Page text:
When Louis I died in 840, Lothair decided to press his claim, not only to the title of "emperor," but to the power of an emperor, as well. Referencing the original terms of the Ordinatio imperii, he attempted to take control of the empire, but his two surviving brothers joined forces against him. At the Battle of Fontenoy on June 25, 841, Charles and Louis the German badly defeated Lothair. This was a horrific battle that cost many lives, though none of the leaders were killed. Lothair retreated from the field, an act that was viewed as cowardly and damaged his reputation and authority as emperor.

This civil war dragged on as Lothair attempted to regroup and his brothers pressed the advantage of their victory.

Eventually, after losing followers with every defeat and failing to garner much additional support, Lothair was forced to admit he had acted badly. He requested that the empire be partitioned three ways, and his brothers, who had hoped to divide it equally between them, agreed to Lothair's request in order to quell the growing unrest among their war-weary supporters.

After numerous diplomatic negotiations, a plan was finally agreed to and made official with the Treaty of Verdun in August, 843. In this settlement, Lothair would receive a strip of land down the center of the empire, Charles would get the western lands, and Louis the German would have control over the territory east of the Rhine. (See Map of the Western Empire as divided at Verdun, 843.) Lothair would keep his imperial title.

The Giselbert Affair

There would be no more civil war in Lothair's lifetime, but his golden years would not be without conflict. Powerful Frankish nobles frequently posed threats to all three brothers, and Lothair had particular trouble when a certain Giselbert abducted and married his daughter. Giselbert had been Count of Maasgau, a region within Lothair's territory; but during the civil war he had abandoned Lothair and had thrown his support behind Charles. When the territory was divided according to the Treaty of Verdun, Maasgau was once again under Lothair's control, and Lothair took the lands away from the man he considered a traitor.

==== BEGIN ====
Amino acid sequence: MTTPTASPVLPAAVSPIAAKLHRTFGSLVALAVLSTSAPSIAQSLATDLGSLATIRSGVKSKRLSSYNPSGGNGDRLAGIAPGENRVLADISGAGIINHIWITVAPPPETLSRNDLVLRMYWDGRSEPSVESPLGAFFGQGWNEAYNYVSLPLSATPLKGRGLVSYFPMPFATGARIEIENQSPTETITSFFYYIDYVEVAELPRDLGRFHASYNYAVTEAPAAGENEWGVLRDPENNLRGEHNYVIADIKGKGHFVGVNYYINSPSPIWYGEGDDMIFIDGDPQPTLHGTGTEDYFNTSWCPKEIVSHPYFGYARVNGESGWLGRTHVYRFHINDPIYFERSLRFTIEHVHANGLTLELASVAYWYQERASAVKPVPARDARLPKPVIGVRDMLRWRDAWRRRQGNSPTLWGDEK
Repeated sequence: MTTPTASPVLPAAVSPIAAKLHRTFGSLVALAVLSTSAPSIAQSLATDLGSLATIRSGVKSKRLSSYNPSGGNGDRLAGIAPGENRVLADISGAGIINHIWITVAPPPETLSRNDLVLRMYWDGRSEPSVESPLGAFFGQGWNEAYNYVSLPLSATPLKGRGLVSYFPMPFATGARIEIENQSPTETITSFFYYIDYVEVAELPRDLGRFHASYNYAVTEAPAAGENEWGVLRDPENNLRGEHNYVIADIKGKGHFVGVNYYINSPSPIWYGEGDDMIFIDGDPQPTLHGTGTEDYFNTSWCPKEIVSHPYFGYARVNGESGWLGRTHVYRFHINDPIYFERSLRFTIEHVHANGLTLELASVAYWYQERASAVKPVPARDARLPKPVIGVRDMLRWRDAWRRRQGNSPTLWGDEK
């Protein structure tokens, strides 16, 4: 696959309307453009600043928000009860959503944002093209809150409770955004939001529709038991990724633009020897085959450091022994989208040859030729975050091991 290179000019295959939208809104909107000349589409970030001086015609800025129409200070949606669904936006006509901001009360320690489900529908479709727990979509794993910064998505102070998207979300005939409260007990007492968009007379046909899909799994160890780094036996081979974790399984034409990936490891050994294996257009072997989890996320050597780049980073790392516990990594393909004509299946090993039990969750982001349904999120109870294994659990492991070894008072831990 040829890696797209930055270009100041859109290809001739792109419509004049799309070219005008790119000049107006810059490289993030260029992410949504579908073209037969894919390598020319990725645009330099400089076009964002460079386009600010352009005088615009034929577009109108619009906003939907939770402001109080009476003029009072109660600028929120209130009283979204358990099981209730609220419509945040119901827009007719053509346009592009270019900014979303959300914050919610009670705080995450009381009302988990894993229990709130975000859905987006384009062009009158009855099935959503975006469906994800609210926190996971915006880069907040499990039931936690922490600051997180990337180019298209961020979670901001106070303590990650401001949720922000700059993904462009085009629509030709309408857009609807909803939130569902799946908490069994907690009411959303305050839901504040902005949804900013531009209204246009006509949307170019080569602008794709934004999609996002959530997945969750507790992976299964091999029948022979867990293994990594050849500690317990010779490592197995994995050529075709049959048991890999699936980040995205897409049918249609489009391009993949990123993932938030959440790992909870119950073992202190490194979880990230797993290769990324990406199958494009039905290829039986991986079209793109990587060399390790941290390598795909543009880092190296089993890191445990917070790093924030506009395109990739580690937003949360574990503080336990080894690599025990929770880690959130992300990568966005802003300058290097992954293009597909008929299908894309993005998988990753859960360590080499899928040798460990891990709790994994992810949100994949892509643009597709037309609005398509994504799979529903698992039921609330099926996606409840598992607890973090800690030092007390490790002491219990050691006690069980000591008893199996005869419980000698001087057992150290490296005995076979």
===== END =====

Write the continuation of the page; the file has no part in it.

By marrying Lothair's daughter and becoming his son-in-law, Giselbert was trying to force Lothair to give him back the county of Maasgau and let him back into his inner circle.

But for quite some time his father-in-law was too angry to do any such thing. Lothair's anger spread to his half-brother, who he held partially accountable because Giselbert had become Charles' vassal, in spite of the fact that Charles had strenuously condemned the shocking deed and insisted he'd had no prior knowledge of Giselbert's intentions.

In time, Lothair and Giselbert were reconciled, which led to the eventual reconciliation of Lothair and Charles. How Giselbert's wife felt about all this is completely unknown to us; we don't even know her name.

Lothair's Final Years

As far back as 844 Lothair turned over the governance of Italy to his eldest son, Louis II, who attained the title of emperor in 850. As he approached 60 years of age, he decided to provide for the future of his portion of the empire before it was too late. He divided up his lands among Louis and his other two sons, Lothair and Charles, in 855, then retired to a monastery.

Lothair didn't last long as a monk. He died on September 29, 855.

Who's Who Profile of Lothair I

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Snell, Melissa. "Lothair I." ThoughtCo, Aug. 24, 2016, thoughtco.com/lothair-i-profile-1789089. Snell, Melissa. (2016, August 24). Lothair I. Retrieved from https://www.thoughtco.com/lothair-i-profile-1789089 Snell, Melissa. "Lothair I." ThoughtCo. https://www.thoughtco.com/lothair-i-profile-1789089 (accessed November 22, 2017).